I will leave you with this quote that I found on Beyond 3d.

    "GPUs have evolved to the point where many real-world applications are easily implemented on them and run significantly faster than on multi-core systems. Future computing architectures will be hybrid systems with parallel-core GPUs working in tandem with multi-core CPUs.'
    Professor Jack Dongarra
    Director of the Innovative Computing Laboratory
    The University of Tennessee
    No Pc meets the above quote the PS4 does!
    The PS3 looks more than good enough for me .

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    Quote Originally Posted by adzzzman View Post
    I mean why do we still compare the two formats I think console gaming has beat PC gaming years ago so yeah PS4 for the win
    In what way?

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    Quote Originally Posted by Terarrim View Post
    I never said the PC cant do it it can do those things. It can but its very ineficent at doing it. And it is limited to how may operations it can to at the same time. Likewise PC devs don't have the resources to target individual cards and their strengths.

    So overall the PS4 compares favourably in many aspects and has better bandwidth, more tech advanced (direct x 11.2), and smokes it on GPGPU capabilites. In addition it has nearly twice the bandwidth to the CPU as the 7850 with the abilty for cache bypass or to leave volatile marking on memory so that the CPU can work on the memory without doing a cache flush.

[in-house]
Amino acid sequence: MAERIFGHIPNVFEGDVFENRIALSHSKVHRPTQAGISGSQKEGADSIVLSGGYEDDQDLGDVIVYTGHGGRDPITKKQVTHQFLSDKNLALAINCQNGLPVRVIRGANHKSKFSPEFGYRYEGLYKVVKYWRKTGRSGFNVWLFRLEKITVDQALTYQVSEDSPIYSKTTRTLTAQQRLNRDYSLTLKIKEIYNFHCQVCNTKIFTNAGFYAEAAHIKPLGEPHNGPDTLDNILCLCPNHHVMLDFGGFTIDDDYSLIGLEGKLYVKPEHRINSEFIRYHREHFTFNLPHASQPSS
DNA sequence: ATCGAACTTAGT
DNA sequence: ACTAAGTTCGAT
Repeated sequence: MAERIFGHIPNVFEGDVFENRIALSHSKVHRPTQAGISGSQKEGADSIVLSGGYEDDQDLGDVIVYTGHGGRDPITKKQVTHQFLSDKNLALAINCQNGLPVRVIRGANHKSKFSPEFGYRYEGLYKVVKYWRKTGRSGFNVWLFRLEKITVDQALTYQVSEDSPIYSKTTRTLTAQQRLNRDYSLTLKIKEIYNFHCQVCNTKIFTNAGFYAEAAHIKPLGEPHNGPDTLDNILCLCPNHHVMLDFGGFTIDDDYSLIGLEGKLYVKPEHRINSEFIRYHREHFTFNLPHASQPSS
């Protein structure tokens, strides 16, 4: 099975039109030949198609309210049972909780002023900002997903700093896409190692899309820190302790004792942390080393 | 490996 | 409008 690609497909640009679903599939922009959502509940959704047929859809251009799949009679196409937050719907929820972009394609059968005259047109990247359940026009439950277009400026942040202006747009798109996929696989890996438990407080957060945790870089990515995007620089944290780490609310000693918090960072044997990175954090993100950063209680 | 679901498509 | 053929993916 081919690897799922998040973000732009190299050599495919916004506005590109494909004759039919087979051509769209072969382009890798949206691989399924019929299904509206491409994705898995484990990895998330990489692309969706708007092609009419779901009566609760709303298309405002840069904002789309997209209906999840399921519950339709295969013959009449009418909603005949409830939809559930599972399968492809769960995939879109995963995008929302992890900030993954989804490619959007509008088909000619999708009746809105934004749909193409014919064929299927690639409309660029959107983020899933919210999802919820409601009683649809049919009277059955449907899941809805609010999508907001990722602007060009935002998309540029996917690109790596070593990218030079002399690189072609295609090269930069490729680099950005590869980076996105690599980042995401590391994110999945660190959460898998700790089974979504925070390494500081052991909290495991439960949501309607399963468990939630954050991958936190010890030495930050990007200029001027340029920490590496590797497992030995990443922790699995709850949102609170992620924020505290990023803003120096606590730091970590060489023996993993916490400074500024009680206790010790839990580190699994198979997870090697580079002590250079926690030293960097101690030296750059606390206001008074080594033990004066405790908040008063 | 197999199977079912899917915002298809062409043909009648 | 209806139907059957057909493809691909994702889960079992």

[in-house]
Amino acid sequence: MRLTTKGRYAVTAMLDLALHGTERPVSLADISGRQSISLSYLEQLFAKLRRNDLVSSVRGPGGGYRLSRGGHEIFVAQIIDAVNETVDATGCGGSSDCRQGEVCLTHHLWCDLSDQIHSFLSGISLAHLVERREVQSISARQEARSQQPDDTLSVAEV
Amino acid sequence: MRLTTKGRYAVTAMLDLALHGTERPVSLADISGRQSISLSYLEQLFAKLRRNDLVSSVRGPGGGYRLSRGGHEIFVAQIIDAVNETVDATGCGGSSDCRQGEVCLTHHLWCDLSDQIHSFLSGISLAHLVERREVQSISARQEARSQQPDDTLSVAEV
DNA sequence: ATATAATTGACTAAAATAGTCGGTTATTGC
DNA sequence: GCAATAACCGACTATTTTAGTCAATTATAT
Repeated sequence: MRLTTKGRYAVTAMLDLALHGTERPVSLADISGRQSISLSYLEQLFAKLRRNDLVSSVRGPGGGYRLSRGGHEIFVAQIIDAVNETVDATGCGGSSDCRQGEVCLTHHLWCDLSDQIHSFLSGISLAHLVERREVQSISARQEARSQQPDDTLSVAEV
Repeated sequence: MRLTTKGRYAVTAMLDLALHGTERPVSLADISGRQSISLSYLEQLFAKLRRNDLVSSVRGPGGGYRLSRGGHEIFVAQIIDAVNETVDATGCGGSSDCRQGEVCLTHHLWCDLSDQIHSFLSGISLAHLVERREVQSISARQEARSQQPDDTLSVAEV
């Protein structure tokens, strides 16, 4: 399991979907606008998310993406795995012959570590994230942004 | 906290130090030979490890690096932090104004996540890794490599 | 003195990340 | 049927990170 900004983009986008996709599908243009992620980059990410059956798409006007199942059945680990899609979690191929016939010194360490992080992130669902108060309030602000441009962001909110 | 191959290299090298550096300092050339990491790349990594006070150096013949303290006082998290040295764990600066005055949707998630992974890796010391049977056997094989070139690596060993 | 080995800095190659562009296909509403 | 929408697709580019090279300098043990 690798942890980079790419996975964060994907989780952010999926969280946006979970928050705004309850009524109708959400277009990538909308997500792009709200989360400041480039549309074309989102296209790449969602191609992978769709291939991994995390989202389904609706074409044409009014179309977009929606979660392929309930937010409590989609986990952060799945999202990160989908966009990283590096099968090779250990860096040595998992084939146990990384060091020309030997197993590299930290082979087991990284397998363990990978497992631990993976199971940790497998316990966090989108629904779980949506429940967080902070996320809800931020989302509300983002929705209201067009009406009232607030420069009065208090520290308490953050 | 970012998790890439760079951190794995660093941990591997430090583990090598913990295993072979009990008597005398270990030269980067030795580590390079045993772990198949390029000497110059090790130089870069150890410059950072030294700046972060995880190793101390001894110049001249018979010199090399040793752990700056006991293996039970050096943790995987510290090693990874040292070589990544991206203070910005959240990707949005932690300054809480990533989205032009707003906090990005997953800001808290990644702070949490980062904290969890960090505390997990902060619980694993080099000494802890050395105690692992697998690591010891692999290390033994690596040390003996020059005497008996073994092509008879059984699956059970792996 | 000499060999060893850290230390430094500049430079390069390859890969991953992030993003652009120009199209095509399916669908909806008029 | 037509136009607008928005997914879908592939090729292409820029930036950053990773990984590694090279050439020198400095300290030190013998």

Well we haven't seen what the PS4 is capable of it will take a while but the demonstrations of particles in Second Son, the use of volumetrics on different elements of deepdown and even the sheer amount of voxoles and collision detection on Rasogen are up there with the best examples of GPGPU compute and the PS4 hasnt even launched.
    So it's been inefficient to do compute physics on a GPGPU for PC for all these years but not for PS4's GPGPU? The PS4 smokes PC in terms of GPGPU capablitites? The PS4 has DirectX 11.2? DirectX 11.2 will give a relevant boost to physics calculations in a way that will make for the GPU only being a mid-range card? You seem to be fabricating this all out of thin air. Why not post a game that actually outdoes what PC has been doing instead?

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    Terarrim your as clever as i wish i was Very interesting thread

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    the ps4 is like a custom pc

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    Quote Originally Posted by Foraeli View Post